U.S. President Donald Trump has repeatedly expressed frustration with low levels of defense spending by U.S. allies in Europe. At the same time, European states have increasing doubt about the U.S. nuclear umbrella in the face of reemerging threats from Russia. Redeployment of U.S. intermediate-range nuclear missiles in Europe — if public opinion would allow them to be deployed — would reassure European allies of the U.S. commitment to their defense. For this to happen, however, Trump and European leaders have to clearly understand what the bargain is about. Deployment would be of mutual benefit to the Europe and the U.S., and neither side should attempt to demand concessions in other areas (such as trade).

Japanese political leaders have been quiet about Trump’s announcement over the INF. This is the right response, as the implications for Japan of the U.S. withdrawal from the INF treaty are complex and still unclear. U.S.-Russia competition in Europe co-exists with a shared concern about the growing Chinese nuclear arsenal. If the outdated INF treaty is to be replaced by a new trilateral or larger arms control framework that includes China, joint pressure by the U.S. and Russia on China is essential. Japan could benefit from such an outcome.

If the U.S. plan to pressure China entails deployment of nuclear-tipped intermediate ballistic missiles on Japanese soil, however, that would raise a serious domestic political issue in Japan, given Tokyo’s three non-nuclear principles that ban the “introduction” of nuclear weapons into Japanese territory. Japan has, however, agreed to “transit” passage of nuclear-armed U.S. vessels and planes through its territory.

Japan’s purchase of missile defense assets (such as Aegis Ashore) from the U.S. is a direct contribution to U.S. security against nuclear missile threats from North Korea and China. Japan’s role may move beyond the current defensive posture to taking part in pre-emptive strike if its perceived threat level rises further. Intermediate-range missiles can be used with conventional warheads, and nonnuclear attacks can be effective against nuclear-tipped missiles on mobile launchers on the ground (like the case of Chinese and North Korean missiles). The discussion in Japan about procurement of U.S.-made Tomahawk cruise missiles needs to be viewed in this context.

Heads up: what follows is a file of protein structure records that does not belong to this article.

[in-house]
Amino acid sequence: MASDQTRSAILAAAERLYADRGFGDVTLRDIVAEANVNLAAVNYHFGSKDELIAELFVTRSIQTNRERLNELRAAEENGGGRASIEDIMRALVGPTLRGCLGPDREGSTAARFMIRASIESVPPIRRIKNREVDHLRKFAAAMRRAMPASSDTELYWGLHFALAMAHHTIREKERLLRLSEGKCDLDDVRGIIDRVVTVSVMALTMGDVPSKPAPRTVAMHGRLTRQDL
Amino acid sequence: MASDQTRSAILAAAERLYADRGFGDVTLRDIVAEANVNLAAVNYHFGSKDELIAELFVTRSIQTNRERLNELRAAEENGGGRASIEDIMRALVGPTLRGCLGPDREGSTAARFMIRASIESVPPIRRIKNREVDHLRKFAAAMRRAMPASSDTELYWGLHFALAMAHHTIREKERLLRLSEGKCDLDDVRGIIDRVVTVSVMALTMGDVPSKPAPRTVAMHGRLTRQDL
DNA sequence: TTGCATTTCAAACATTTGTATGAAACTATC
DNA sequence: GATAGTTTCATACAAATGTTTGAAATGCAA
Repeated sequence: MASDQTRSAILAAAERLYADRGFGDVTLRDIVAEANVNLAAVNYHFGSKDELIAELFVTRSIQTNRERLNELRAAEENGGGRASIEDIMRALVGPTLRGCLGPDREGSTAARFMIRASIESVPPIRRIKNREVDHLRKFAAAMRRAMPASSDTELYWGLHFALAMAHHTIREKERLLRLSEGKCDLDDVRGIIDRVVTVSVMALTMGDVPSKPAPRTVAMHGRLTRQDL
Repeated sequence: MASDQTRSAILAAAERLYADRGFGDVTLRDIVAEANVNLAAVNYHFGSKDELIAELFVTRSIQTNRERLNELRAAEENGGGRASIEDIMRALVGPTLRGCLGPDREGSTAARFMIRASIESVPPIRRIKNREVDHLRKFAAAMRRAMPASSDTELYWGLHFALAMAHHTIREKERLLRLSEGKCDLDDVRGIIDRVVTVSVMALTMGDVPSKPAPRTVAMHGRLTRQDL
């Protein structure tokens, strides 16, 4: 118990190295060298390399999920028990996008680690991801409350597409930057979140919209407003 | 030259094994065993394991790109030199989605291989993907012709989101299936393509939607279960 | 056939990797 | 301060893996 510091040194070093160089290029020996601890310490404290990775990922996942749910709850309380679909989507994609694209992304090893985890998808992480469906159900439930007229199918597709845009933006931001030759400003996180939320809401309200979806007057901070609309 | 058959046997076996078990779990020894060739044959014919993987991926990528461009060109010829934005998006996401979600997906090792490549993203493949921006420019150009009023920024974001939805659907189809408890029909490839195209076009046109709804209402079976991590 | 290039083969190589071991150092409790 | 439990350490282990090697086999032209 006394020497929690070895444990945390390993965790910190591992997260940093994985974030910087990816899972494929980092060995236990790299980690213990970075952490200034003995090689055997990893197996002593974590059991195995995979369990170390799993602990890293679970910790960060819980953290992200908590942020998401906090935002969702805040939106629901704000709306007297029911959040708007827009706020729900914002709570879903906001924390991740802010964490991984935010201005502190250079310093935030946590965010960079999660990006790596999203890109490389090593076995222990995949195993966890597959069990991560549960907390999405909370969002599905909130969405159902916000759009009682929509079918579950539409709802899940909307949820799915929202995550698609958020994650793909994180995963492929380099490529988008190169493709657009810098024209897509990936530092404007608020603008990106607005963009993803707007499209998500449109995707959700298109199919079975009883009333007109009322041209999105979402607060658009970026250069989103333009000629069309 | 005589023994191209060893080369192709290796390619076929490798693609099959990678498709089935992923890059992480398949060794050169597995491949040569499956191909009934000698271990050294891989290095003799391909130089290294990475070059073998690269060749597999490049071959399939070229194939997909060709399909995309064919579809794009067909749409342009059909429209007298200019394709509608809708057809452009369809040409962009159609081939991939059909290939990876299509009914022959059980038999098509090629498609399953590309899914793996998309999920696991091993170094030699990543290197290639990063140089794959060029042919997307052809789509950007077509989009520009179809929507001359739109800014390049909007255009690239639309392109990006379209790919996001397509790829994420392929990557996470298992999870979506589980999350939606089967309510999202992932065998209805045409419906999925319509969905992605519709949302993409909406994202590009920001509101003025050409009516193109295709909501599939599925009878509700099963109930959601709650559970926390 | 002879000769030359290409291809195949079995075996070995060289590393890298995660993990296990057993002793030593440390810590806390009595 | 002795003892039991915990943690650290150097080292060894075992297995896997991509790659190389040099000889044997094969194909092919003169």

Trump must not view Japan’s fear of Chinese and North Korean missiles as an opportunity to sell more missile defense platforms to Japan or seek favorable trade deals, however. Such a move would undermine the credibility of the U.S. defense commitment. The right U.S. approach in Asia is to balance against Chinese, North Korean and possible future Russian intermediate-range missile threats with sea-based and air-based missile platforms, while concurrently seeking a multilateral agreement to limit all intermediate-range missiles.

The initial effort does not have to rely on nuclear warheads. If the U.S. approach is to escalate and include redeployment of nuclear weapons on surface vessels, Japan should reassure the U.S. of its “transit” rights.

Yoichiro Sato is professor of Ritsumeikan Asia Pacific University.